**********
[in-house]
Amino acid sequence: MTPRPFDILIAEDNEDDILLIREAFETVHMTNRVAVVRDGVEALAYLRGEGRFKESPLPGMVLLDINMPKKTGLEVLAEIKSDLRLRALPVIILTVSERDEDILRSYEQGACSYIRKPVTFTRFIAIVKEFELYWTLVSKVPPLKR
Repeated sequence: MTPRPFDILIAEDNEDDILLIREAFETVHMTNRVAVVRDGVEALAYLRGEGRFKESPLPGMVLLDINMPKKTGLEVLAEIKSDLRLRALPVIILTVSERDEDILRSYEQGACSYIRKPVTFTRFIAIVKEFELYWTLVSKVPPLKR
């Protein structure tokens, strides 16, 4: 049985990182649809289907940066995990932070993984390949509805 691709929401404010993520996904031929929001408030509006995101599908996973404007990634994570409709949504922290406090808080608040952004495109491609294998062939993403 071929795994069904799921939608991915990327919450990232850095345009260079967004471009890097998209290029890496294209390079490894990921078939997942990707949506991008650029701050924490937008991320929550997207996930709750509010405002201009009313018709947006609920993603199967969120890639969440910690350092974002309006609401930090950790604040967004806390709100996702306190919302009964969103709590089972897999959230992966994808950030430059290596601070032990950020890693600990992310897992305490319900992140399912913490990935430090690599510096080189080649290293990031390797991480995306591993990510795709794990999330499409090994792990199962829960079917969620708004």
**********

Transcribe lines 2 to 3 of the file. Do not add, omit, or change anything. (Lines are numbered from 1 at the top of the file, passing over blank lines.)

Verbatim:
Amino acid sequence: MTPRPFDILIAEDNEDDILLIREAFETVHMTNRVAVVRDGVEALAYLRGEGRFKESPLPGMVLLDINMPKKTGLEVLAEIKSDLRLRALPVIILTVSERDEDILRSYEQGACSYIRKPVTFTRFIAIVKEFELYWTLVSKVPPLKR
Repeated sequence: MTPRPFDILIAEDNEDDILLIREAFETVHMTNRVAVVRDGVEALAYLRGEGRFKESPLPGMVLLDINMPKKTGLEVLAEIKSDLRLRALPVIILTVSERDEDILRSYEQGACSYIRKPVTFTRFIAIVKEFELYWTLVSKVPPLKR